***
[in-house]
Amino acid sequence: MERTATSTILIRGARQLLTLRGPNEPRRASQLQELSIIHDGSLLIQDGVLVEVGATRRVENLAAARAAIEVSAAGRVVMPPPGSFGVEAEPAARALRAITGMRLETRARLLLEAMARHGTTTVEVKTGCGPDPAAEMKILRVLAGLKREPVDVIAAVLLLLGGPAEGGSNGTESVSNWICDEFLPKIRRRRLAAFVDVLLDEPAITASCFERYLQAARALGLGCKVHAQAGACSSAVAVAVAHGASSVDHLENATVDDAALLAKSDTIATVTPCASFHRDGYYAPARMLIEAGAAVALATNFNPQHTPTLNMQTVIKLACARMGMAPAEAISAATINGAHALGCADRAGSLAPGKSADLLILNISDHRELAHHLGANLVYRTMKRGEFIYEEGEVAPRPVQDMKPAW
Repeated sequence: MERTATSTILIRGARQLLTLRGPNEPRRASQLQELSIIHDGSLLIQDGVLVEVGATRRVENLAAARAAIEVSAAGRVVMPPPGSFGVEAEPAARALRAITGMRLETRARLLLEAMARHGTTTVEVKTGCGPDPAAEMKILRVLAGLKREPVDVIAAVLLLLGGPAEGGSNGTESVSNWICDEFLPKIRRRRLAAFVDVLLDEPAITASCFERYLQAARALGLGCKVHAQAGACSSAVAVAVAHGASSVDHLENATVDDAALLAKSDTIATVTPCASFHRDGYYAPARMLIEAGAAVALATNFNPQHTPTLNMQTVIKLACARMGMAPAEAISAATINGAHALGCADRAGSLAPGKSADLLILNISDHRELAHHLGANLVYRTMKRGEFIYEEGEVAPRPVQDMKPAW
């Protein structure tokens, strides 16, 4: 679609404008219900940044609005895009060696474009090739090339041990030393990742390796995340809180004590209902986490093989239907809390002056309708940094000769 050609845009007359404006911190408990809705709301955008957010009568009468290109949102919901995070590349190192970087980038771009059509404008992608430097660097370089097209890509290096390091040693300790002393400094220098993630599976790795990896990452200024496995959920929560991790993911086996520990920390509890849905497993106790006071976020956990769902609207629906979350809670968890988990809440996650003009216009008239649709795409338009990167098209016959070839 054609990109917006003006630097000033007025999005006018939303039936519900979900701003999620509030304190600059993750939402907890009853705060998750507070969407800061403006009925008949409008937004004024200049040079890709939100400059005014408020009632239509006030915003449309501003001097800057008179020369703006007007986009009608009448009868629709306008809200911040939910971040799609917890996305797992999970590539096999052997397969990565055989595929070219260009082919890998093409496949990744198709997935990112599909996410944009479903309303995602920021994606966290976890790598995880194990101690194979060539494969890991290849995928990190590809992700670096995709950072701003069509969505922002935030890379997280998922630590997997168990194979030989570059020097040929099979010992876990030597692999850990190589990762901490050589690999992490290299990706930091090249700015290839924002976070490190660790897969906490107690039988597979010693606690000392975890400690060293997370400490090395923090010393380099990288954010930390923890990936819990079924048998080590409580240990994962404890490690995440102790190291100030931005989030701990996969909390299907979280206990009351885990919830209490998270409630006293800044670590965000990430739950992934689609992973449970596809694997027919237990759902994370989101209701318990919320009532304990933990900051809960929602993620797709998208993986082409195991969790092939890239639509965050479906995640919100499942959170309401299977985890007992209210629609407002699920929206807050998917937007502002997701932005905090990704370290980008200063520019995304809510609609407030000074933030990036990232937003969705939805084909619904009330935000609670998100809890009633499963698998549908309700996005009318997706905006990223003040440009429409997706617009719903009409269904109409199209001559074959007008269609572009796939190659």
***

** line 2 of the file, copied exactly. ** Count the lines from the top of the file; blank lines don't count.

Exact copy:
Amino acid sequence: MERTATSTILIRGARQLLTLRGPNEPRRASQLQELSIIHDGSLLIQDGVLVEVGATRRVENLAAARAAIEVSAAGRVVMPPPGSFGVEAEPAARALRAITGMRLETRARLLLEAMARHGTTTVEVKTGCGPDPAAEMKILRVLAGLKREPVDVIAAVLLLLGGPAEGGSNGTESVSNWICDEFLPKIRRRRLAAFVDVLLDEPAITASCFERYLQAARALGLGCKVHAQAGACSSAVAVAVAHGASSVDHLENATVDDAALLAKSDTIATVTPCASFHRDGYYAPARMLIEAGAAVALATNFNPQHTPTLNMQTVIKLACARMGMAPAEAISAATINGAHALGCADRAGSLAPGKSADLLILNISDHRELAHHLGANLVYRTMKRGEFIYEEGEVAPRPVQDMKPAW